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15 Fall Superfoods You Need To Eat Right Now Slideshow

15 Fall Superfoods You Need To Eat Right Now Slideshow


Fall is about more than just stuffed turkey and cider

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15 Fall Superfoods You Need To Eat Right Now

istockphoto.com

Fall is upon us, and with it the gusts of wind, end-of-summer sniffles, and cravings for creamy and cozy pasta. While curling up with a big bowl of Alfredo sounds undoubtedly delightful, there are lots of fruits and vegetables in season that could spruce up your carb-heavy dish.

When you think “fall,” you don’t necessarily think fruits and vegetables. The season lacks the bountiful fruits of spring and misses out on all the tomatoes, corn, and other summer veggies of the warmer season. However, we think fall produce is seriously underrated. There are lots of things still in season, and while some of them might not be as obviously sweet or in-your-face fantastic, give them a little love and they taste absolutely amazing.

They make you feel amazing, too — that’s thanks to their superfood status. Each fruit and vegetable on this list is loaded with enough vital nutrients to classify it as a superfood. Learn which to watch for in the store and how to cook with each of these foods.

Apples

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The saying really should be “an apple a day keeps the boredom away”, because there are so many delicious ways to eat this fruit. Besides the endless thrills and cider doughnuts that come with apple picking, apple season opens up hundreds of sweet and savory recipe possibilities.

This basic fruit is a superfood due to its intense nutrient profile; it contains tons of antioxidants and fiber.

Brussels Sprouts

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Kids might hate them, but if you cook them the right way, they can be truly incredible (we recommend you add bacon). Roasting them or combining them with a savory sauce can make these fibrous, cruciferous vegetables much more palatable. They’re worth the effort — they have vitamin K, folate, iron, and more.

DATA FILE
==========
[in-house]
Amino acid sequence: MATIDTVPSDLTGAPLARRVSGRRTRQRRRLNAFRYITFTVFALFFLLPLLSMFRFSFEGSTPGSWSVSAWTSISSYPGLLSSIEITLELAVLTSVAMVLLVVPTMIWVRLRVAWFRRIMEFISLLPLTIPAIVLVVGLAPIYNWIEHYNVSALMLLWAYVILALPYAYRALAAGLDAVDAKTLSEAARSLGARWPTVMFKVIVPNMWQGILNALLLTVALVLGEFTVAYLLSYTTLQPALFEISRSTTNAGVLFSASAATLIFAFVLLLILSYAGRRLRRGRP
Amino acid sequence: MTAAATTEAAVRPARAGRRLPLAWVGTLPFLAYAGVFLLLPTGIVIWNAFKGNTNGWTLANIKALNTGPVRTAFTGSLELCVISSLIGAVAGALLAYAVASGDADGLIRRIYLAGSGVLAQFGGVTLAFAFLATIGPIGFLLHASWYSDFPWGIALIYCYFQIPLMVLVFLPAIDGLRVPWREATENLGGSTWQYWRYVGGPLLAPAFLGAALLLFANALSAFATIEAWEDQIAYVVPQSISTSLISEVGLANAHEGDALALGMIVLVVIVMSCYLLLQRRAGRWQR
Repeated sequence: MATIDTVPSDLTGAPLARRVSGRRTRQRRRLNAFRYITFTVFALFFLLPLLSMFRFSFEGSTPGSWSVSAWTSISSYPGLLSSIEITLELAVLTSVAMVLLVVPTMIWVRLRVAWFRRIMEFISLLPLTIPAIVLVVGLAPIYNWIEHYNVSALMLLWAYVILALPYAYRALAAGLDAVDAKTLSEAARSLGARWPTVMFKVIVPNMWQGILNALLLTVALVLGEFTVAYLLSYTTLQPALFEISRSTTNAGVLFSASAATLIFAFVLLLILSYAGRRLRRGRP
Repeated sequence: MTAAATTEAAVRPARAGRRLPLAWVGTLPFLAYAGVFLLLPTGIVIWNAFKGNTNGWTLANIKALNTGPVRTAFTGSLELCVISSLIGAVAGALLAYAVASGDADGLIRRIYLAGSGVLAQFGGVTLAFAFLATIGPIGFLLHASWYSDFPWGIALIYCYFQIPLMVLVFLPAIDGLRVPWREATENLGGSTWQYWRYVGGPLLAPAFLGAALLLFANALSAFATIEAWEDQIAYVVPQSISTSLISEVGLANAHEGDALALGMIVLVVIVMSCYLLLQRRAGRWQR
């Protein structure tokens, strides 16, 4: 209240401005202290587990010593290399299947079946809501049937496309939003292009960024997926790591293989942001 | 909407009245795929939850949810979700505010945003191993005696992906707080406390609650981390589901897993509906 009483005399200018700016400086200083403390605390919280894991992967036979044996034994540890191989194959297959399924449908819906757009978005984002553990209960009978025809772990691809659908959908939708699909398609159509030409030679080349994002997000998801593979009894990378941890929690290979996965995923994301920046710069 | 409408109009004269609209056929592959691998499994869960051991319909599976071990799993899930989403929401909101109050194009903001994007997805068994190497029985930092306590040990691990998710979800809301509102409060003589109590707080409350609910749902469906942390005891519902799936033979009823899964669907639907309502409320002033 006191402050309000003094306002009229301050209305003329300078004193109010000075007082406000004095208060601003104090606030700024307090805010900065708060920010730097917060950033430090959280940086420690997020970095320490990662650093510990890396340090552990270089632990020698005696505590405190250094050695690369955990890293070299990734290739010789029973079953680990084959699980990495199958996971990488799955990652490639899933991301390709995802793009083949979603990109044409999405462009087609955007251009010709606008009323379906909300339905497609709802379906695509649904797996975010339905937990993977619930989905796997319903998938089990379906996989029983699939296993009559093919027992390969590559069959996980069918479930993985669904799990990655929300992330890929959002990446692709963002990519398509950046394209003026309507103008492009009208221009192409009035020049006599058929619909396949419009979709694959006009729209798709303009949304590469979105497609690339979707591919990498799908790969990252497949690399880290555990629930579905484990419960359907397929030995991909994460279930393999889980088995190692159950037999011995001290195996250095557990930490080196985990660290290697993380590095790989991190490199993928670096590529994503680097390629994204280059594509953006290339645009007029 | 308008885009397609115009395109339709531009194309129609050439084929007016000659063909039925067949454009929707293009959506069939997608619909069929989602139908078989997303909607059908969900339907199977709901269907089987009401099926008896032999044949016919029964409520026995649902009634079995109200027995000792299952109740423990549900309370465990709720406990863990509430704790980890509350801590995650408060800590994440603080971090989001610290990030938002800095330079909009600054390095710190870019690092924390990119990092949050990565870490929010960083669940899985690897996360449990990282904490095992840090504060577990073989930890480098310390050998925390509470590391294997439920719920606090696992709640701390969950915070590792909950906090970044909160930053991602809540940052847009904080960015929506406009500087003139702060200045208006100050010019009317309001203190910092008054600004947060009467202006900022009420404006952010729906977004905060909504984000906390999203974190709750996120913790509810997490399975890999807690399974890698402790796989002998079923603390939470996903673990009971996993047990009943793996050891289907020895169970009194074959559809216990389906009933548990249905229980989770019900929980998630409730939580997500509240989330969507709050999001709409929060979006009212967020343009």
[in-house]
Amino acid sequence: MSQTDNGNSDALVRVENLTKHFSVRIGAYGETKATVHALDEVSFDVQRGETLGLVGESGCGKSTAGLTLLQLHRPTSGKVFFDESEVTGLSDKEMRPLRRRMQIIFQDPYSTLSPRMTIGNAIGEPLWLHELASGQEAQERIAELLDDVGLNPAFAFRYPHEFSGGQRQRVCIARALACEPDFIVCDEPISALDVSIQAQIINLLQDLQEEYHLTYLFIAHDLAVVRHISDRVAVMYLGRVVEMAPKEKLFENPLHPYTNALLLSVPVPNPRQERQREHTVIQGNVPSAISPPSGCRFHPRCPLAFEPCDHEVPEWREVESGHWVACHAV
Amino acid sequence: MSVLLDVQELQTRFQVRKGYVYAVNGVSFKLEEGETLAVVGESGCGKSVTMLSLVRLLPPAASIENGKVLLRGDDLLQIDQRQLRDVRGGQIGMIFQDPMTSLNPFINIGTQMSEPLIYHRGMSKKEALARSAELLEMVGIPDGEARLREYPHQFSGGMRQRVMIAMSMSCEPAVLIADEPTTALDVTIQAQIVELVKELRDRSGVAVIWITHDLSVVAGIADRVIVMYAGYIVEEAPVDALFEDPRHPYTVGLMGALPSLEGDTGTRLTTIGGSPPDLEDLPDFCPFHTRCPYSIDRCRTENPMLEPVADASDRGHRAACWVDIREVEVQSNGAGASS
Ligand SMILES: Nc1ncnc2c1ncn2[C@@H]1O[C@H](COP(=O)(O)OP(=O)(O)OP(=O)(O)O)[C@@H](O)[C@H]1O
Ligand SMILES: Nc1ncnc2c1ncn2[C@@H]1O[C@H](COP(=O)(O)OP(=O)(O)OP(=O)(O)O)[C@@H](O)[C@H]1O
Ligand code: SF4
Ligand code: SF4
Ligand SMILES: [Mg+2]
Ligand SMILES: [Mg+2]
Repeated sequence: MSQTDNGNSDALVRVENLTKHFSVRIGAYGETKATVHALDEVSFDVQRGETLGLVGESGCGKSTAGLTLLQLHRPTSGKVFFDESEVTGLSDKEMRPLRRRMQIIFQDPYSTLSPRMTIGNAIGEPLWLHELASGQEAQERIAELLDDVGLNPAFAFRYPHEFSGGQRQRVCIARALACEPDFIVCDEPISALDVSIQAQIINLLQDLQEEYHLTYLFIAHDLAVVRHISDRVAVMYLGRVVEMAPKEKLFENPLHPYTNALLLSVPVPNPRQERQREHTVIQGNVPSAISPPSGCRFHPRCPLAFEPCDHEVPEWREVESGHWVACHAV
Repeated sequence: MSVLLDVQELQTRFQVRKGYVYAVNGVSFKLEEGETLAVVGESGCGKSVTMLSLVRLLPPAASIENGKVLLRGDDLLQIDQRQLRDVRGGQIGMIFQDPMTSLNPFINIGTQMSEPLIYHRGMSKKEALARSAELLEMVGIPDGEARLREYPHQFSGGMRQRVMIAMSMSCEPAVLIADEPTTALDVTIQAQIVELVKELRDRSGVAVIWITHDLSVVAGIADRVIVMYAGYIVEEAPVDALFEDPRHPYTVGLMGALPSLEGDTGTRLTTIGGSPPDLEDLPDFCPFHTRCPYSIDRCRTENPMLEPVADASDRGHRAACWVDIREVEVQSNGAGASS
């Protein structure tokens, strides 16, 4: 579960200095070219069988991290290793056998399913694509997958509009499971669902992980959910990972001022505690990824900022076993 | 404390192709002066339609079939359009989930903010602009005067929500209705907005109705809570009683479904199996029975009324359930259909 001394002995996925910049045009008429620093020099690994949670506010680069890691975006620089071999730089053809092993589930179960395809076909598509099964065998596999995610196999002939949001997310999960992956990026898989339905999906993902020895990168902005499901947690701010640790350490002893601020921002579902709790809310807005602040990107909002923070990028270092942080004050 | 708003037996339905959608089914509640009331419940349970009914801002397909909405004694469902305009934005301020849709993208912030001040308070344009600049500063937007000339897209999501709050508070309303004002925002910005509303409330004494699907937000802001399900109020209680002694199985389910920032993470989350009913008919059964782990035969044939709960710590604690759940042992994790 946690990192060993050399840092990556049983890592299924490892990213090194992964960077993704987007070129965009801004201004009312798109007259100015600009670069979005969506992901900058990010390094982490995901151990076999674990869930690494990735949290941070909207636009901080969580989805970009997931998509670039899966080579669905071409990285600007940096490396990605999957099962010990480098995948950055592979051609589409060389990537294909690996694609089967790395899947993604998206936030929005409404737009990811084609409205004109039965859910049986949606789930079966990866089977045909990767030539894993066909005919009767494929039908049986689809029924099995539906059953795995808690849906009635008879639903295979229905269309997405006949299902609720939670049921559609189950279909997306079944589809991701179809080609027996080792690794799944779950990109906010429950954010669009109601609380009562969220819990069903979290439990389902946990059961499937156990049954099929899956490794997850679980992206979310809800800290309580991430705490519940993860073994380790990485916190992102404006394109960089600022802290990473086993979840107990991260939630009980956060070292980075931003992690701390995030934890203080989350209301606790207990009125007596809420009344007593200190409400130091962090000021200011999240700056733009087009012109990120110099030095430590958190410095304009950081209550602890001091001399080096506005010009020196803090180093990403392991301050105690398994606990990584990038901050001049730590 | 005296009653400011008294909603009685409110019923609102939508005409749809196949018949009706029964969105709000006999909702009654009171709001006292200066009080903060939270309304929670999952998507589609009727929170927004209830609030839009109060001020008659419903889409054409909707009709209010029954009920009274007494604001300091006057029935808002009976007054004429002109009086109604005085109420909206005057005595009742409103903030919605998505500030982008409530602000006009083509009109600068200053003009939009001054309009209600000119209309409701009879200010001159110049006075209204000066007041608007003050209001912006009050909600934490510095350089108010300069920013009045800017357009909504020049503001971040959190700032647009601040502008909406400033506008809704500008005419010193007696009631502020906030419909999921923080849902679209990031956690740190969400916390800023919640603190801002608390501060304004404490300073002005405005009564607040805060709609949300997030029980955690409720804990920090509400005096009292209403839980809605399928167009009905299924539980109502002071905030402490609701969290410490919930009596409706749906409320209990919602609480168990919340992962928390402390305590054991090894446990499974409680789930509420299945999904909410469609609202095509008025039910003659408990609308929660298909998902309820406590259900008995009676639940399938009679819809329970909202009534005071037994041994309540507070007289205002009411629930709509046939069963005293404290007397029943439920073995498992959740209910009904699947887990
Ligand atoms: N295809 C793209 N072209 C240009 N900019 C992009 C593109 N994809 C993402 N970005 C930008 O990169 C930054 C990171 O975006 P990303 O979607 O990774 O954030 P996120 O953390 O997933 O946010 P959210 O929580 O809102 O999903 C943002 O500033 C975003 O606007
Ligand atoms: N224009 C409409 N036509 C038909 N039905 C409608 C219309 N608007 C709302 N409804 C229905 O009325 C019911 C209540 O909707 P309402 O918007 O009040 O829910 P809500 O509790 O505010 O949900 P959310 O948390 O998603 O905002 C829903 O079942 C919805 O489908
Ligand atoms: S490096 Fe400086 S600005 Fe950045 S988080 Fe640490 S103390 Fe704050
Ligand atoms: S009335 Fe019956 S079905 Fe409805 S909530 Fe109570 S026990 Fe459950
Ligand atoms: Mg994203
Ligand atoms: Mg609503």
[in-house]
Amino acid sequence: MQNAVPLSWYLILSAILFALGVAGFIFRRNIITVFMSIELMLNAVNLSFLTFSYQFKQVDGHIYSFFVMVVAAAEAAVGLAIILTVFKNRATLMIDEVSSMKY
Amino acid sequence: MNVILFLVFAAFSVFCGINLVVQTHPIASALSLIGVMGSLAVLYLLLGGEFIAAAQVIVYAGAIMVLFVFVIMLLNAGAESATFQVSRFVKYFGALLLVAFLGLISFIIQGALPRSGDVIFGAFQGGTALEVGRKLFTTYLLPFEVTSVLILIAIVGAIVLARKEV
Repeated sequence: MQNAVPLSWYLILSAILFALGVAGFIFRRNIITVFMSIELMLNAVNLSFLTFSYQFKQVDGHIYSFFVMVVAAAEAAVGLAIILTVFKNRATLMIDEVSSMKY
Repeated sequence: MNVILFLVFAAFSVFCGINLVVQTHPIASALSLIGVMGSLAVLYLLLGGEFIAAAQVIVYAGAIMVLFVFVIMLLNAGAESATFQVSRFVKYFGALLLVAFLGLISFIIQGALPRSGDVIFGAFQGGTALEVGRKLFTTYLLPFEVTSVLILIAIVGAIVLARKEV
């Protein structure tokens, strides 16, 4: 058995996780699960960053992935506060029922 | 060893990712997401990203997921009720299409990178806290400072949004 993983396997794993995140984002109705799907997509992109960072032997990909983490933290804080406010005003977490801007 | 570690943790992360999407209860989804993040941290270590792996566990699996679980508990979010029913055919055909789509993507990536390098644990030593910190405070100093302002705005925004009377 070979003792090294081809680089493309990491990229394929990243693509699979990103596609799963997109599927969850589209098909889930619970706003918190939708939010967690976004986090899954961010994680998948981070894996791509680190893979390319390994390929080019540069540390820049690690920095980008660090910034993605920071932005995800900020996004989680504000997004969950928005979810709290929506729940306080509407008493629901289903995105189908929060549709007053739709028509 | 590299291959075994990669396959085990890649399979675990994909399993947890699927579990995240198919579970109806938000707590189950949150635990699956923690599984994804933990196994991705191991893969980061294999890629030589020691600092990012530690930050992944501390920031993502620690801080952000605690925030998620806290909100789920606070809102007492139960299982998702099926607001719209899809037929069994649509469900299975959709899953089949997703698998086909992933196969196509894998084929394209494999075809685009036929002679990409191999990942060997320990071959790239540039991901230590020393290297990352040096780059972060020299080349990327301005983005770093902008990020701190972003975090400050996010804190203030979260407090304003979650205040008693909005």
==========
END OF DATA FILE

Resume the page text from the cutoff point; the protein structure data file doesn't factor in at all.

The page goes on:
Cranberries

The canned sauce is a Thanksgiving staple, but a great low-sugar option is to cook with the fresh ones yourself. Whip up one of these clever cranberry recipes or make cranberry wine. The tart-tasting fruits are great for your gut and loaded with essential nutrients. The antioxidants can help fight cancer and inflammation. There’s no reason to wait until late November — start cooking with cranberries right now.

Grapefruit

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‘Tis the season for tart fruit, apparently — but, like cranberries, grapefruit can taste delicious if you cook it right. Broil your grapefruit after sprinkling with some cinnamon and sugar. The fruit has been shown to help lower blood pressure and even improve your heart health.

Fennel

Leeks

They might sound like something you’d only eat if you were relying on tasteless war rations, but a bland soup isn’t the only way you can eat leeks. They’re actually a nutritious addition to dozens of decadent dishes, including lamb, pizza, and even dessert. They’re a member of the plant family that includes onion and garlic, so they pack a lot of unique flavor.

Parsnips

They come from the same family as the turnip, but they’re not as harsh in flavor. Parsnips are easy to enjoy, whether you add them in a salad or fry them into low-carb French fries. You can also roast them into a flavorful side dish. The fall vegetable is a great source of vitamin C, folate, and manganese, which can help boost your mood once the weather gets chilly and dark.

Pears

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Rutabagas

Squash

These gourds are basically the hallmark of the fall season. Pumpkins, butternut squash, and spaghetti squash are all seasonal delights that open up endless culinary possibilities. Peeling and cutting the squash is the hardest part, but we’ve got some hacks for you that make it way easier. It’s fibrous, it’s festive, and it tastes really freaking good. And hey, if you’re too intimidated to buy the whole thing, you could always resort to a can of pumpkin. We hear it makes some decadent desserts.

Sweet Potatoes

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We indulge in these tubers year-round, but they’re about to get a whole lot cheaper. While regular potatoes are also perfectly healthy vegetables, sweet potatoes are a tasty alternative. This might be the greatest part about the fall season — not only are these potatoes delicious and versatile, but they also help our eyesight, provide a hefty dose of complex carbs, and pack lots of fiber.

Turnips